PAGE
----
Dinesh D’Souza, call your office: these farmers are being radicalized not by the immorality of American culture and the audacity of American writers who criticize the elements of Islam that give rise to violence and Islamic supremacism, but because they are being prevented from growing opium. Anti-drug American cultural conservatives who seek to ally with “traditional Muslims” like these, in accordance with D’Souza’s recommendation, would be in for a rude surprise.
By Tim Albone and Claire Billet in the TimesOnline, :
The tractor roared through the field, the plough tearing through the valuable poppy crop as the farmer looked on. A helicopter searched for insurgents and armed police stood watch, their uniforms replaced by robes and turbans to make them less conspicuous.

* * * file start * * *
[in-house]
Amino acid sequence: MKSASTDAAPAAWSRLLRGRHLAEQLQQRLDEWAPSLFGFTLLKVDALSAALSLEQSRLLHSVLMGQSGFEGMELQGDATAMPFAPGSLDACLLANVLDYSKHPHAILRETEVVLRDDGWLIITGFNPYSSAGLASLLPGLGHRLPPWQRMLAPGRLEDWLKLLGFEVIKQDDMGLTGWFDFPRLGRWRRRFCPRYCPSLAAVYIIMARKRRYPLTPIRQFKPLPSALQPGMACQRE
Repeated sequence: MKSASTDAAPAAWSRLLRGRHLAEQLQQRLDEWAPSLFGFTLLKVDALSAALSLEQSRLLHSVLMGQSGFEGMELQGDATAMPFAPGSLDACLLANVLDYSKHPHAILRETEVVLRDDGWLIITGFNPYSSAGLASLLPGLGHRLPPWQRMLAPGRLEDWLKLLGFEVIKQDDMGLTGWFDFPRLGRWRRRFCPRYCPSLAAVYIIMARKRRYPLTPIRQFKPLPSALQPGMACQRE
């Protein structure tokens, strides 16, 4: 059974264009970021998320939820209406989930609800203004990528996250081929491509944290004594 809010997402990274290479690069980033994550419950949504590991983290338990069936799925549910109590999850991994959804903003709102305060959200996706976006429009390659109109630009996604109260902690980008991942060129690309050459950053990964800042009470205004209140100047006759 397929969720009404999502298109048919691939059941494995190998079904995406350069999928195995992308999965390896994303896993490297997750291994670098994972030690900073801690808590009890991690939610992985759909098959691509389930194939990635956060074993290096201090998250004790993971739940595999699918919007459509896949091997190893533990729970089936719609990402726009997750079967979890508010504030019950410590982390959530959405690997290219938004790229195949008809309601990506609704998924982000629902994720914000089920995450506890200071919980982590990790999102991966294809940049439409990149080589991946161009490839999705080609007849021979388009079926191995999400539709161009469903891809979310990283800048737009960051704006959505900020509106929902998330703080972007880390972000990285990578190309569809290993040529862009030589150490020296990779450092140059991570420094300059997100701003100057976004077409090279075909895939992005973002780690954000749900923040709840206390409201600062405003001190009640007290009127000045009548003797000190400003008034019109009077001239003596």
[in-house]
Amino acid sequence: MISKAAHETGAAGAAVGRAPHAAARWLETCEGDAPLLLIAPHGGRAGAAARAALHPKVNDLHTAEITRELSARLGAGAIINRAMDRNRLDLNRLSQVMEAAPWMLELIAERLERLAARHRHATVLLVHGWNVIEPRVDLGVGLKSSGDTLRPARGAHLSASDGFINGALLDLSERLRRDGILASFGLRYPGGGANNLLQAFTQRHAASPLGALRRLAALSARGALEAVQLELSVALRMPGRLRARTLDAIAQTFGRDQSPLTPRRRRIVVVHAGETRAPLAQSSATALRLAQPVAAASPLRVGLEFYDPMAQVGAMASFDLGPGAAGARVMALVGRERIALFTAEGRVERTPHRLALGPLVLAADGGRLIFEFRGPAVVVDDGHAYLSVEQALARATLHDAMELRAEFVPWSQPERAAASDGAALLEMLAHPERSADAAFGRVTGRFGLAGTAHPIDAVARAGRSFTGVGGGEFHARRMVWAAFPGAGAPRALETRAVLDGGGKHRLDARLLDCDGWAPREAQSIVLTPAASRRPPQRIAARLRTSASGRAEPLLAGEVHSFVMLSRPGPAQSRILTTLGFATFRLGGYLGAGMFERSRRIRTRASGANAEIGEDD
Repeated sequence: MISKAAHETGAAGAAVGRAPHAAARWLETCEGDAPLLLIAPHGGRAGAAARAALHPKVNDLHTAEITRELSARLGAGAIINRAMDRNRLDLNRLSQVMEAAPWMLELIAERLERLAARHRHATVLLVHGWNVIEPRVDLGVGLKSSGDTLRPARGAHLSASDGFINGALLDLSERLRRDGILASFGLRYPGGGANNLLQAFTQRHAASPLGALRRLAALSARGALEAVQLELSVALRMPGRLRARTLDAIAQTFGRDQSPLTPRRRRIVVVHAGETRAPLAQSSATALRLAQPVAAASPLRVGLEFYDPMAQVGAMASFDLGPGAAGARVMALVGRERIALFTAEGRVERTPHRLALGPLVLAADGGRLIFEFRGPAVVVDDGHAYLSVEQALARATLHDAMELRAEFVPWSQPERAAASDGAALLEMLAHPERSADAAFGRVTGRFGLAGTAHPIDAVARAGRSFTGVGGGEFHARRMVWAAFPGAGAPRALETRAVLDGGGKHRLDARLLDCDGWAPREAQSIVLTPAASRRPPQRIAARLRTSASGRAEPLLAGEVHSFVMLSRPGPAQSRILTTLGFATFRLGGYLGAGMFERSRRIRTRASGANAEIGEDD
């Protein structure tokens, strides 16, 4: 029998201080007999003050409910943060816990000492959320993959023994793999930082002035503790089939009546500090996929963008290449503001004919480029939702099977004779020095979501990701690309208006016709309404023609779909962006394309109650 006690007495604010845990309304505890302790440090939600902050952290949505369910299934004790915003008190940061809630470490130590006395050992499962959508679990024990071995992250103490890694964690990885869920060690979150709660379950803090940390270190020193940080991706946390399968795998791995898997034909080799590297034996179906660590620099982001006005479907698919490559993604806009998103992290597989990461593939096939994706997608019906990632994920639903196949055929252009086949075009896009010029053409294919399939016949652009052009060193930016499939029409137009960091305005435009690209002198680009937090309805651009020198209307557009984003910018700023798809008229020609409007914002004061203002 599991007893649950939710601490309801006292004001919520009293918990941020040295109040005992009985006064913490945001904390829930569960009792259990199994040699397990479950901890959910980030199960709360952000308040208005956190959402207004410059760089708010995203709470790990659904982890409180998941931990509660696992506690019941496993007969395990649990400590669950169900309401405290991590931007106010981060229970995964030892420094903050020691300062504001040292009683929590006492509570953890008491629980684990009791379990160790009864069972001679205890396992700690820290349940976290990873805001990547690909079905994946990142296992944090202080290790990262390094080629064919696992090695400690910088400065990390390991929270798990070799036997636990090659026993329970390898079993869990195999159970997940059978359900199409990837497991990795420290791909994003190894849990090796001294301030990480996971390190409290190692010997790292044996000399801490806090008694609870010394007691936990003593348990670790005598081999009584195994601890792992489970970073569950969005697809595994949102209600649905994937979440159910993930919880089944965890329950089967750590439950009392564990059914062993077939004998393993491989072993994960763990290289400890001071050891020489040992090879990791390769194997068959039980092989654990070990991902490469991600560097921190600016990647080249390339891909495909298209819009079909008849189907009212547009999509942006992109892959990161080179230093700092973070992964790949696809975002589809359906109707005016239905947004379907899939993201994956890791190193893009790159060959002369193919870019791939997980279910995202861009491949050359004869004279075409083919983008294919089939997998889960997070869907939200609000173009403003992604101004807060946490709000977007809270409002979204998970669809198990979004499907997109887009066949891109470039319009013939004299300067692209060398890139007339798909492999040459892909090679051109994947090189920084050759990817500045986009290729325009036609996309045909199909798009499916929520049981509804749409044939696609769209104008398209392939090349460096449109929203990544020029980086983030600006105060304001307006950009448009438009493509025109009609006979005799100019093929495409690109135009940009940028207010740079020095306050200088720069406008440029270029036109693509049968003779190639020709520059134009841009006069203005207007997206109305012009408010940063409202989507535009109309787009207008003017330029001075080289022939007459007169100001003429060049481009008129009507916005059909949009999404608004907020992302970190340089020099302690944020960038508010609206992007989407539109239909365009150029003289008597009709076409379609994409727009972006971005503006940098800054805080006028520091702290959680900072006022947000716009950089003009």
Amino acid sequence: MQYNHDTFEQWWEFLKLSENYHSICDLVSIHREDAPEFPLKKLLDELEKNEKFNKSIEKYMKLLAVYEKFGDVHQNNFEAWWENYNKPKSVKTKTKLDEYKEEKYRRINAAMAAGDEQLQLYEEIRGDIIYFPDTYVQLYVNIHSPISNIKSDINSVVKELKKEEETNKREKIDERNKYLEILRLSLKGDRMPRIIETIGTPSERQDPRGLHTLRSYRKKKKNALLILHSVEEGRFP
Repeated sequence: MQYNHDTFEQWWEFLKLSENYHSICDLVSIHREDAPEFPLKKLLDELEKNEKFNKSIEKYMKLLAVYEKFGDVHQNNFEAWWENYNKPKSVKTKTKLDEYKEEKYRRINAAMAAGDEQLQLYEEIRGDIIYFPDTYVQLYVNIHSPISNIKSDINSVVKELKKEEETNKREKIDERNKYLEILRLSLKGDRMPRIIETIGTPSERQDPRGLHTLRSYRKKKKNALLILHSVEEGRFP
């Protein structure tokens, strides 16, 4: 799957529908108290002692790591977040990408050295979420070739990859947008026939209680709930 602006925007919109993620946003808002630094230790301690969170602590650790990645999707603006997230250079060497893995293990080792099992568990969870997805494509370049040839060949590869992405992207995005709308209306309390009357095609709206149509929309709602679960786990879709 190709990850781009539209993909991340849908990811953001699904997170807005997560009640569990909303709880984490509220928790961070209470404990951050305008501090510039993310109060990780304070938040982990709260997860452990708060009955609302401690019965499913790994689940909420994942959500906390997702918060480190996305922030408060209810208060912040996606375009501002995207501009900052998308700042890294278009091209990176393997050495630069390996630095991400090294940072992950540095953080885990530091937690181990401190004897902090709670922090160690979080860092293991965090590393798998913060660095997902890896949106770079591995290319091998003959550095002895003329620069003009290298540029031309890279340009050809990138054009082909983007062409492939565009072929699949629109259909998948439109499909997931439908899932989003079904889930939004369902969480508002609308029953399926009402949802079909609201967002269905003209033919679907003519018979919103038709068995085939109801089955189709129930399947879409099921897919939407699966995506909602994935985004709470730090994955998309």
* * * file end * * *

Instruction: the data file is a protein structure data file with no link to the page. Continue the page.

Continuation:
“The people are unhappy with this eradication campaign; if it goes on they will all join the Taleban,” Dilbar, a poppy farmer in Helmand province, told The Times.
The prospect of such a surge in Taleban numbers is bad news for the 5,000 British troops based in Helmand and 1,400 more heading there after the announcement by Des Browne, the Defence Secretary. The fiercest fighting since the Taleban were overthrown in 2001 came last year, with more than 4,000 people killed, and intelligence reports predict a new offensive this spring.
Poppy eradication is a double-edged sword. Afghanistan provides nine out of every ten grams of heroin sold on the streets of Britain, and officials are determined to stamp out poppy growth. Yet a successful campaign would leave many unemployed as potential recruits for the Taleban.
Afghans, ever the pragmatists, have devised their own solution. “We leave some fields without destroying the poppy so everyone is happy . . . otherwise they will go and support the Taleban,” said Aminullah, 21, a policeman with the eradication force in Helmand.